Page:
It does not take long. Once a generation rises that does not accept their parents’ tenets of God, and Christ is held in derision by them, the collapse of the nation soon follows. We, in America, are in that time now. A new generation has replaced the old generation across the land, God is no longer revered, Christianity is under attack, morality is sliding ever downward, we argue on a national level who can go to what bathroom, leadership who promised hope and change, it seems that the change, was not what many thought it would be—in one month, February 2009, the country’s deficit rose $221 Billion, $58 billion more in one month than it rose in the entire previous year!
    King Noah was considered an evil leader—he raised taxes, used the money for his own building ideas, removed righteous men as priests and replaced them with his own evil priests, and they lived riotous lives with many wives and concubines.
    Despite the advent of the Savior, the older generation and of people walking and talking with Christ, after a devastating calamity that “changed the face of all the Earth” in 200 years the vast majority of people had no knowledge of the events and fought against those who still believed. By another 100 years, Mormon describes that all the Nephites had lost their grace (Mormon 2:15). In just 350 years from being with the resurrected Christ, the Nephites had become so evil, they had lost all their promises and covenants with the Lord and were removed from off the face of the earth.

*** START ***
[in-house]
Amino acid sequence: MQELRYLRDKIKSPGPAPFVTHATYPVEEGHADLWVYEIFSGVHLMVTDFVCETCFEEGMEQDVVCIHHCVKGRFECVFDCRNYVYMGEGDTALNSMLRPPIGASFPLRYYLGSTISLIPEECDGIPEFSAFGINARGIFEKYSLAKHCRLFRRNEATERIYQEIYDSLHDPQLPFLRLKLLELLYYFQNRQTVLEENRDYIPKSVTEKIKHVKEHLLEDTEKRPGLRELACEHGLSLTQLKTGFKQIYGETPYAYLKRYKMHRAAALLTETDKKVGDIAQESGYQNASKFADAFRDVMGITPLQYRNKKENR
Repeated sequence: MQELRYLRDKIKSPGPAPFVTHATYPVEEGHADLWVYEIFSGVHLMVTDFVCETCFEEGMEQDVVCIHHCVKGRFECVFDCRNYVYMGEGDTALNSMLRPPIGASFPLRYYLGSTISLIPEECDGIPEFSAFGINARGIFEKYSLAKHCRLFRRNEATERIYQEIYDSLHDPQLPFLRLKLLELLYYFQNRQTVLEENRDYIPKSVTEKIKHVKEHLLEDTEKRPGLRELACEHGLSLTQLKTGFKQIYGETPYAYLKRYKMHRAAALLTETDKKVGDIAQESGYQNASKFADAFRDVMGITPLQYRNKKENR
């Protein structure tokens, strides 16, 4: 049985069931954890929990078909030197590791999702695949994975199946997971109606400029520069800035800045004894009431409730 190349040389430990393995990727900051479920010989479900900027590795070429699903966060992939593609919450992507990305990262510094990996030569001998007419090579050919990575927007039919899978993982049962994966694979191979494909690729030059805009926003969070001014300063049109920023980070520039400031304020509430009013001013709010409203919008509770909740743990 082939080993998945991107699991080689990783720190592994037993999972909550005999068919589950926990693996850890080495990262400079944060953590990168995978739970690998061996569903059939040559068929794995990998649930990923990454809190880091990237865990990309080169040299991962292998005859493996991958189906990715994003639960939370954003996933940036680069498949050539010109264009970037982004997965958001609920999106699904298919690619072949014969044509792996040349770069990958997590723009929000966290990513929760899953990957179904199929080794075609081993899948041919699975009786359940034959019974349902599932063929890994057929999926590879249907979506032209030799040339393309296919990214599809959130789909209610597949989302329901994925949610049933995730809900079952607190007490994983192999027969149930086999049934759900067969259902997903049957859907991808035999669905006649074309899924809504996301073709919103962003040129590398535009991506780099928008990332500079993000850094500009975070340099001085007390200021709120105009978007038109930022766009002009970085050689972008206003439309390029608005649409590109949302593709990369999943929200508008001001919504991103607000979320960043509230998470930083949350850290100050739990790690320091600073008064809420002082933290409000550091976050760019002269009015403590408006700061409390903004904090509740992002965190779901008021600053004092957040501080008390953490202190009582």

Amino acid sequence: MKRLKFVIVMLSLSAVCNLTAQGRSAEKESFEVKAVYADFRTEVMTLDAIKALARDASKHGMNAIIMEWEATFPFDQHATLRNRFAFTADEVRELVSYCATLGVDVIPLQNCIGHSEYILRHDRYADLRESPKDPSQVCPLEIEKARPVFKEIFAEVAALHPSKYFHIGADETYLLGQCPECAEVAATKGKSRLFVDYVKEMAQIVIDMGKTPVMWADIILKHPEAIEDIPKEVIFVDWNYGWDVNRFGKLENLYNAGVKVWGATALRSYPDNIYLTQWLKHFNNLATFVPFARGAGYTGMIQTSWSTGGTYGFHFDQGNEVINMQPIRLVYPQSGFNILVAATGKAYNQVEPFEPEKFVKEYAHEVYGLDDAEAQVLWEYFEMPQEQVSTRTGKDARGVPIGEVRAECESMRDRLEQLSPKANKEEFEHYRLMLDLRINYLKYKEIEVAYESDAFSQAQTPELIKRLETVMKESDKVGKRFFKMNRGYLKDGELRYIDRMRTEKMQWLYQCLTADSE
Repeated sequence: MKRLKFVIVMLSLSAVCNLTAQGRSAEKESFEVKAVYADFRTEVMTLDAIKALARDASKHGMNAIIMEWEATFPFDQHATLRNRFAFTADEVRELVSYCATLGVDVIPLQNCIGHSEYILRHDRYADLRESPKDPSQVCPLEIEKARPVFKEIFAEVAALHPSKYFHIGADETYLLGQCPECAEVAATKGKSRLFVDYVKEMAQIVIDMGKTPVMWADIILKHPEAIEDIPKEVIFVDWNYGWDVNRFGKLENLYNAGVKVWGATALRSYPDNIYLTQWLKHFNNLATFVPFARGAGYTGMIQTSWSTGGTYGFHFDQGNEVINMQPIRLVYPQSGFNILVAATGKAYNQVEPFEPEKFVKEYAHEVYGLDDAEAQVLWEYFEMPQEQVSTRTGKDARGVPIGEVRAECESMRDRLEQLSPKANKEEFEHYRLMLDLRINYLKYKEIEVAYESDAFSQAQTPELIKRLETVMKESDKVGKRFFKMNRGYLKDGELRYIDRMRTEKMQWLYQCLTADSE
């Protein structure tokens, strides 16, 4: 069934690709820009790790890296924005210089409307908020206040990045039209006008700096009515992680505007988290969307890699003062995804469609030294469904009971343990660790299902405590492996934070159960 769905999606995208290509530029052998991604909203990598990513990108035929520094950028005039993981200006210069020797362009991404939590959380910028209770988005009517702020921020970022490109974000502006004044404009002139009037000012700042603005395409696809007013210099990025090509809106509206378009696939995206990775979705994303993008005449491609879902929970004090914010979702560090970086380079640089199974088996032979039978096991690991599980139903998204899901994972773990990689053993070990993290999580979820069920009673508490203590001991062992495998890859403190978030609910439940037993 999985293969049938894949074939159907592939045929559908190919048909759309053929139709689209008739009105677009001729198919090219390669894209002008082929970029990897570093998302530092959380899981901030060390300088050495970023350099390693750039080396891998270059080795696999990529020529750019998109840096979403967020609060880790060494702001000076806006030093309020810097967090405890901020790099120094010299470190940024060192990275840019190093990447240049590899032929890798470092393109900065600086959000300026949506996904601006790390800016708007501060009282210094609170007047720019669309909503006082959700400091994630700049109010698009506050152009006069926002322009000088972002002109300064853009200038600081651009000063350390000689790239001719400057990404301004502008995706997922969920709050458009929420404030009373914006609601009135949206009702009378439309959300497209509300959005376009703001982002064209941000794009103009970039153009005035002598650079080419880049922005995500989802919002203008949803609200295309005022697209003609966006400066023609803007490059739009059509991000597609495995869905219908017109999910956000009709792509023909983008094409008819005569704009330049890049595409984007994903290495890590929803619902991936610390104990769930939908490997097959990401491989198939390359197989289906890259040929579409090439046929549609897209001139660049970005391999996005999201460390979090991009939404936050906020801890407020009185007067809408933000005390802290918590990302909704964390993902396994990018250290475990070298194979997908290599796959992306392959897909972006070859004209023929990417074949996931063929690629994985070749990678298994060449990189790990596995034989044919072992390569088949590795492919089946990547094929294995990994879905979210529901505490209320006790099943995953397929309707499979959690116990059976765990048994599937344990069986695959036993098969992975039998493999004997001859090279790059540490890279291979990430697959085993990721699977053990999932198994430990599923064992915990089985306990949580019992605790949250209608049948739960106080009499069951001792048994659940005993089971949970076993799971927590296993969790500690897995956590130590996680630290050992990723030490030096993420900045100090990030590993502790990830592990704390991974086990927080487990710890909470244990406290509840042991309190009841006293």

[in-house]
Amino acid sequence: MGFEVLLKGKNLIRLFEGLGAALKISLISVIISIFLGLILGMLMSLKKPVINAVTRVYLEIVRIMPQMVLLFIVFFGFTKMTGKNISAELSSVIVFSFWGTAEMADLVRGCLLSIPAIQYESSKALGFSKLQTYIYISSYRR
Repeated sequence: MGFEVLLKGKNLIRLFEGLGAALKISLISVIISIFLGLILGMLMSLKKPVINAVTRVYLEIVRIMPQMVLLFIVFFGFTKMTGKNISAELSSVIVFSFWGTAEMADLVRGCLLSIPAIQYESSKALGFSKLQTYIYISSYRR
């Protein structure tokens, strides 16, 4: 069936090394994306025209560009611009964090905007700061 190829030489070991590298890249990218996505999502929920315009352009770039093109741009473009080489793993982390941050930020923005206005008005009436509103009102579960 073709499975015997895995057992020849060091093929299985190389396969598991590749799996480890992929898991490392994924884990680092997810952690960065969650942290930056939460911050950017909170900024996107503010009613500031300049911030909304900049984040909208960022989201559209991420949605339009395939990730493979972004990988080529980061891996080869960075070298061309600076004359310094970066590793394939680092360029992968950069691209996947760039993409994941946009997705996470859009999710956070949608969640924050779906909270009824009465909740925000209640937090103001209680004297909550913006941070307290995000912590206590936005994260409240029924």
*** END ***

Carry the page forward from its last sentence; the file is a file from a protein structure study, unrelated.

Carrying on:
When king Benjamin gave his talk that resulted in all the Nephites making a pledge with the Lord and dedicating their lives to serving him (Mosiah 5:2,5), the next generation rose up not knowing King Benjamin.
    As can be seen, it does not take long to lose God’s grace, and within 50 years, the Nephites were wiped out to the man. One might think that after such great and marvelous knowledge, that the next generation grows up with some of the same feelings and understandings, but within one or two generations, it is completely lost. The younger generation seems always bent on having to reinvent the wheel each time, of having to find out for themselves that God lives and is in charge of the world, and that obedience to God and his Plan is the only certainty to obtaining life everlasting—the problem is, with each subsequent generation, this becomes more difficult and fewer people grow up with such an interest.
    In the two hundred years following Christ’s visiting the Nephites, they lived in an ideal world, but unable to teach that concept to their children for more than a single generation or two, the attitude and understanding was completely lost. One would think that following generations could see the idealistric life their parents led, with everything common among them and no poor or rich, no wars, fights or contentions, and peace across the land.
Yet, each subsequent generation seems to grow up in a vacuum, unaware of the workings of God around them, of his love for them, and his benign guidance meant to help them live better and more productive lives. Nephi, King Benjamin, even Christ himself, could only set the stage and provide the path—each generation must follow that path if they are to maintain the righteousness they inherit.
    This is one of the great lessons the Book of Mormon teaches as it traces the Nephite Nation's 1000-year history briefly across its pages. And it is a lesson that our society needs to learn today more than ever.


  1. Restoration to apostasy takes less than 200 years according to the BOM. Let's see now 1830-2016=186 years. Also 1776-2016=240 years. Looks like we are about due.

  2. Looks like it has already started

  3. Good thoughts Del and lessons learned - Thanks Del.